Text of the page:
(Btw, she's receiving more hate than love on the Instagram she linked which has the same message, though not getting a large reaction given her former fame.)

I'm thinking that the battle against Trump has exposed some systemic institutional weakness and dysfunction in the entity "God," in particular a lack of clarity in presenting issues, even if God and various other allies and entities such as the DNC and the New York Times etc. do end up defeating Trump.

Edited at 2016-11-08 09:54 am (UTC)

When this sort of thing is brought up my mind immediately jumps to Paramore. I can't remember any example besides Paramore where two members jumped ship because they felt the band's lyrics were at odds with their faith.

"Chatting on the subject of Paramore‘s ‘Careful’ lyrics, “The truth never set me free, so I did it myself”, Farro said: “Paramore claimed to be a Christian band, and then wrote those lyrics. It contradicts your faith.” "

Btw, I'm now listening to the Katy Hudson all-through for the first time and I think it's really good.


Apologies for responding to only part of your entry and not the whole (will be digesting the whole for a bit longer), but: I get the sense that K-pop mostly comes from the mainstream and is geared towards cheerleader types and jocks more than to the freaks and the greasers (to use ancient terminology from a different part of the world). To unpack the sentence "K-pop mostly comes from the mainstream" a bit: I think the whole apparatus that gives us K-pop is definitely "mainstream" and "geared towards cheerleader types and jocks" given its heavy government involvement (and to get more details I'd have to reread The Birth of Korean Cool, but I don't think "heavy government involvement" is a controversial statement at this point). Given the whole idea of "soft power" and the Hallyu Wave as top-down marketing (propaganda) enterprise, one could even go so far as to classify K-pop promotion as a sort of expansion of the growth machine, and the growth machine from Molotch's first definition of it was cheerleader- and jock-based, in a way. (I'm cheating here, because Molotch specifically said "urban growth machine," and set his definition in a particular spatial setting that was sub-national, and I'm tossing that setting in urban politics out the window to make it fit K-pop.)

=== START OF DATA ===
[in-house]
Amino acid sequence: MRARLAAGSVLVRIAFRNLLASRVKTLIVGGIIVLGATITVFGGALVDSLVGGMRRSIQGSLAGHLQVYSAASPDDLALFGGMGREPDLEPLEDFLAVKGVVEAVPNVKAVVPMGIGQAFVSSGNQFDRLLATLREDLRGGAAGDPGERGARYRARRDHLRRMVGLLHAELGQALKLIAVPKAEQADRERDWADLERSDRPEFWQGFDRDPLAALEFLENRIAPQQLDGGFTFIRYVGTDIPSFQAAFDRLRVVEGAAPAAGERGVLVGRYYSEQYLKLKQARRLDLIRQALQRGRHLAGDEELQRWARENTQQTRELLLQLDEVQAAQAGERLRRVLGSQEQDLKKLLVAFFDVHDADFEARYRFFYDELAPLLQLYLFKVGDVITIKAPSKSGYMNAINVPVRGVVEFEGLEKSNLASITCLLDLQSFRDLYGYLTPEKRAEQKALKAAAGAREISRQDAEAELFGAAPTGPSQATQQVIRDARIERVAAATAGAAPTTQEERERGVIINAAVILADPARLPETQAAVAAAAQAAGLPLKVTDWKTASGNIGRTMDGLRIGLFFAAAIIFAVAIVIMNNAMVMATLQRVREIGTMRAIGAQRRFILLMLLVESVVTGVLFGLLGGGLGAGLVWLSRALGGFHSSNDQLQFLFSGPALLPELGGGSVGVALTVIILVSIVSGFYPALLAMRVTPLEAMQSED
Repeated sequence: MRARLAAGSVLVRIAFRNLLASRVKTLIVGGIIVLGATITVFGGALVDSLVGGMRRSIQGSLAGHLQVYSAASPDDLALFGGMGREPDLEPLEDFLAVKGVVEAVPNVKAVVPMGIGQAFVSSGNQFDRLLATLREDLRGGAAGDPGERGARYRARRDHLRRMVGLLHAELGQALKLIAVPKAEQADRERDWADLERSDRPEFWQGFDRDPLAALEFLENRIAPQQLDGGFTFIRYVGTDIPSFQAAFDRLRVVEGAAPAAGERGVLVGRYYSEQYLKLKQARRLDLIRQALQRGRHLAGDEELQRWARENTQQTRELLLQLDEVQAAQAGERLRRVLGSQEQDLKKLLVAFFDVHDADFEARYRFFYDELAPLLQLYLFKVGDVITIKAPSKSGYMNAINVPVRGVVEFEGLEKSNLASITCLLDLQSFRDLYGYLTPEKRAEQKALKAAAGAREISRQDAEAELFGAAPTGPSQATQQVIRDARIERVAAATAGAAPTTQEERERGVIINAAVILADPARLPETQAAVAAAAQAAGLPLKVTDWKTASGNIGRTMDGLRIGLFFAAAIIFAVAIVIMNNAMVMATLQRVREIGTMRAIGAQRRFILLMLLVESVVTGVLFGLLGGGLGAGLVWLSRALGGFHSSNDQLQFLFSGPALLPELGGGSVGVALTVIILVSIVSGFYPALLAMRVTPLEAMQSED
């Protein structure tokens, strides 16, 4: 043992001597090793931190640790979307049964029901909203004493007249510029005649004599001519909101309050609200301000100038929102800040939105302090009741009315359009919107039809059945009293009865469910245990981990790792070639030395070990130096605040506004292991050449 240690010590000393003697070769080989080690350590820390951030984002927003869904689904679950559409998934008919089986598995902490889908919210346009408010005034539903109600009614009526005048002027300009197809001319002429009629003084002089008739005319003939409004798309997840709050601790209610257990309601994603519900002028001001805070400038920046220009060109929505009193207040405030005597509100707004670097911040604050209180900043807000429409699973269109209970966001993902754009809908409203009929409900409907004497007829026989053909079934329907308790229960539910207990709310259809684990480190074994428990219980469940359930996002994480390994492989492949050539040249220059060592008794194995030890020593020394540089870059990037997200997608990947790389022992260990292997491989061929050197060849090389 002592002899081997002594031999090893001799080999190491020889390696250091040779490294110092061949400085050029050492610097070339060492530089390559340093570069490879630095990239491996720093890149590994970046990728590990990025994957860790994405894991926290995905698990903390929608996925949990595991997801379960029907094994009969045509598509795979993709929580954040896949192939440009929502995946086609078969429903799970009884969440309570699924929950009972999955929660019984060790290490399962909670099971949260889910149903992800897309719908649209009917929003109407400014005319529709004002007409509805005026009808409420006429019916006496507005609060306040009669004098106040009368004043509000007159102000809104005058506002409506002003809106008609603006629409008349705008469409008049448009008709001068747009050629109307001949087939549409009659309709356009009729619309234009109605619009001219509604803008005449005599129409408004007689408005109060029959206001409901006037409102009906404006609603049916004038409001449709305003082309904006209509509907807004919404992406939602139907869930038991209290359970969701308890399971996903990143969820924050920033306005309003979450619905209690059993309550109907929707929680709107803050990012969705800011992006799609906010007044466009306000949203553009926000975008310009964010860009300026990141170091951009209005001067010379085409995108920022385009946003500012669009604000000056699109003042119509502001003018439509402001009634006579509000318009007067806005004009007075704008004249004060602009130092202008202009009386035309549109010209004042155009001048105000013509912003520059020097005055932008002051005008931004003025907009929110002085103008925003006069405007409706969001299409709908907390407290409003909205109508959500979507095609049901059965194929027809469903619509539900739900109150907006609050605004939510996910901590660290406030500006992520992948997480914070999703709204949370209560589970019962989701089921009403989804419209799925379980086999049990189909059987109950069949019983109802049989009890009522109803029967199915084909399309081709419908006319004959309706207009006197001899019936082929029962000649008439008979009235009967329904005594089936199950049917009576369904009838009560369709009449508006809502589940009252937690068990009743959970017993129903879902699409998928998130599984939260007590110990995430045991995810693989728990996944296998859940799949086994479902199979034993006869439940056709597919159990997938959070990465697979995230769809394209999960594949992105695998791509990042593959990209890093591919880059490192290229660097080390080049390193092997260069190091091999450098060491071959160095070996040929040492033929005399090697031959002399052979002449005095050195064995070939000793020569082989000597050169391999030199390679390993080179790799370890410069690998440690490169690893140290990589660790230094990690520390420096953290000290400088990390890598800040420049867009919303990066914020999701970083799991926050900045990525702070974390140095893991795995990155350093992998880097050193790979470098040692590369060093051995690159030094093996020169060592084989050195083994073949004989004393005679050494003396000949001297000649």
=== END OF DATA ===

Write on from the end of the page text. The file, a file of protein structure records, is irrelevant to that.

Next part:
However I get the impression that a lot of the performers are/were closer to what Penny Eckert would have described as "freak" or "greaser" status, if only because by definition they've eschewed the conventional route to achievement / adulthood / Making Something of Themselves. Not to mention that idoldom is such a risky business that it makes sense that it would appeal more to preteens / teens (and their families) who are already pessimistic about their chances to get into one of the SKY universities and land a decent white-collar job thereafter. This is in part based on what I know about Infinite, in which I can point specifically to four of the seven being alienated from the traditional intense study -> exam -> university track, so I can't say I've done any specific surveying on idols' family backgrounds and potential alternate career paths. But my impression is that most of them will close out their careers without any sort of college degree, much less a prestigious one.